By Mark Niesse | The Atlanta Journal-Constitution | March 2, 2018
|A woman votes at the Buckhead Library in Atlanta, Georgia, on Monday, Oct. 26, 2017. Monday was the first day of early voting in Atlanta, where citizens cast their ballots for the upcoming mayoral election as well as other local elections. On the first day, turnout was sparse at several locations. (CASEY SYKES / CASEY.SYKES@AJC.COM)|
Georgia election officials have agreed to change voter registration forms in response to a complaint that they misrepresented ID requirements for first-time voters.
The American Civil Liberties Union of Georgia sought the change because the registration form says new voters must provide documentation of their name and address with their mailed applications.
But federal election law only requires identification from first-time voters at some point before they cast a ballot, not at the time they register to vote.
“Election officials must protect — rather than undermine — our sacred, fundamental right to vote,” said Sean Young, the legal director for the ACLU of Georgia. “When election officials include false and misleading information on official voter registration forms, they undermine our democracy.”
A spokeswoman for Georgia Secretary of State Brian Kemp said Friday that the language on the form has been in place since 2004 and hasn’t prevented any voter from registering.
“The fact that the ACLU is issuing press releases and claiming a great victory for voting rights over something they have not cared about for 15 years and has not actually affected any Georgia voters demonstrates that no matter how hard they look, they cannot find any real problems,” spokeswoman Candice Broce said.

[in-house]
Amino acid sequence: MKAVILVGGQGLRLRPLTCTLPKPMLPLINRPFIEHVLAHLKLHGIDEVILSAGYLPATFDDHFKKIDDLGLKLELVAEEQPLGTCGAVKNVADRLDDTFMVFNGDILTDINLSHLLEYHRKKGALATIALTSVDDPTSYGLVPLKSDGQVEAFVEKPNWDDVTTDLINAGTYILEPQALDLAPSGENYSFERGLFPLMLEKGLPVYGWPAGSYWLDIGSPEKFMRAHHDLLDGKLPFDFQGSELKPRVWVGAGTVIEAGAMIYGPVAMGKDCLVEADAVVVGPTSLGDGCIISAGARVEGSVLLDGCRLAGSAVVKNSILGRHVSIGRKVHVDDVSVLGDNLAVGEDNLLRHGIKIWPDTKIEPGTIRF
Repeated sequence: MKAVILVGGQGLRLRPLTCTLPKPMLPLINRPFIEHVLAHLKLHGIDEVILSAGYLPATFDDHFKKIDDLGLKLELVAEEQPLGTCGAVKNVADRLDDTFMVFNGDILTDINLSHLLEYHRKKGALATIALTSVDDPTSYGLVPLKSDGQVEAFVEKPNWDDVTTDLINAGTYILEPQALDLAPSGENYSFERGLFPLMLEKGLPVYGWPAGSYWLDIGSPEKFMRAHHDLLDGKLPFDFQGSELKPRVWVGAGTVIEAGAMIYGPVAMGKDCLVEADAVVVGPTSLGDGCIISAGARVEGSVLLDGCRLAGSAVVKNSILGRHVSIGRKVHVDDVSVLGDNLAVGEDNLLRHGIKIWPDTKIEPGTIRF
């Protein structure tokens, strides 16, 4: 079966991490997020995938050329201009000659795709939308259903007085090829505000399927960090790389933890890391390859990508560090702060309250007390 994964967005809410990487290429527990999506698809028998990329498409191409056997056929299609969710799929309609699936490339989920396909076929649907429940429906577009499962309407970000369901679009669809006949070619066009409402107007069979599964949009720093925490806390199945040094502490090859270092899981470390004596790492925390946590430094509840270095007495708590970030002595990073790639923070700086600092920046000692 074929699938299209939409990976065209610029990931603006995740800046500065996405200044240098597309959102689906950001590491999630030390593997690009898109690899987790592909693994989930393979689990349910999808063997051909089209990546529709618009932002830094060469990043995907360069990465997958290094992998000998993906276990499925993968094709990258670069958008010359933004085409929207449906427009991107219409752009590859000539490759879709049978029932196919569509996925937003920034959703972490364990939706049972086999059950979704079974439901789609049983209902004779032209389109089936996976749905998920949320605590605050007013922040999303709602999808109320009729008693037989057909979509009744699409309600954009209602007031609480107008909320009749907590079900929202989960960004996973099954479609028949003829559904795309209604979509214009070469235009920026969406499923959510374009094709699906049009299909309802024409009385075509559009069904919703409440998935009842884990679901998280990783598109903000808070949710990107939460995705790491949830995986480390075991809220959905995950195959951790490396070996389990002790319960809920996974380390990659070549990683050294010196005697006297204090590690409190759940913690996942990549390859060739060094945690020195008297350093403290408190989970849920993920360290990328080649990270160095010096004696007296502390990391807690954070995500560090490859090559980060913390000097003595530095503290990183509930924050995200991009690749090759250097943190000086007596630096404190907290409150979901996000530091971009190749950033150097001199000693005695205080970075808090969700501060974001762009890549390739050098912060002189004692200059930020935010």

The Secretary of State’s Office is reviewing the language on the form but hasn’t yet decided how it will be clarified.
In the meantime, the current voter registration forms will continue to be provided to potential voters and accepted by the state.
The ACLU objected to the voter registration form in a Feb. 20 letter to Kemp. Just eight days later, the ACLU said Kemp consented to change what the organization called “an egregious error.”
The issue was brought to the ACLU’s attention by Marc Merlin, a Georgia resident who helps others register to vote.
The Georgia voter registration form includes a highlighted section in bold type saying it’s a requirement to submit a photo ID, copy of a utility bill, bank statement, paycheck or other government document that shows name and address.
“This requirement is blatantly wrong. … Nothing in state or federal law requires first-time registrants by mail to provide documentary proof of name and address along with their voter registration application,” according to the ACLU’s letter to Kemp. “They do not have to provide that documentary proof of name and residence until the time that they actually vote for the first time in Georgia.”
The ACLU was also successful in another complaint against Kemp’s office last month.
A settlement between the ACLU and the state requires that voters must be kept in active status even when they don’t confirm their addresses after moving to a new residence in the same county.
The ACLU had alleged in a lawsuit filed last year that the state wasn’t complying with laws requiring election officials to automatically update voters’ addresses.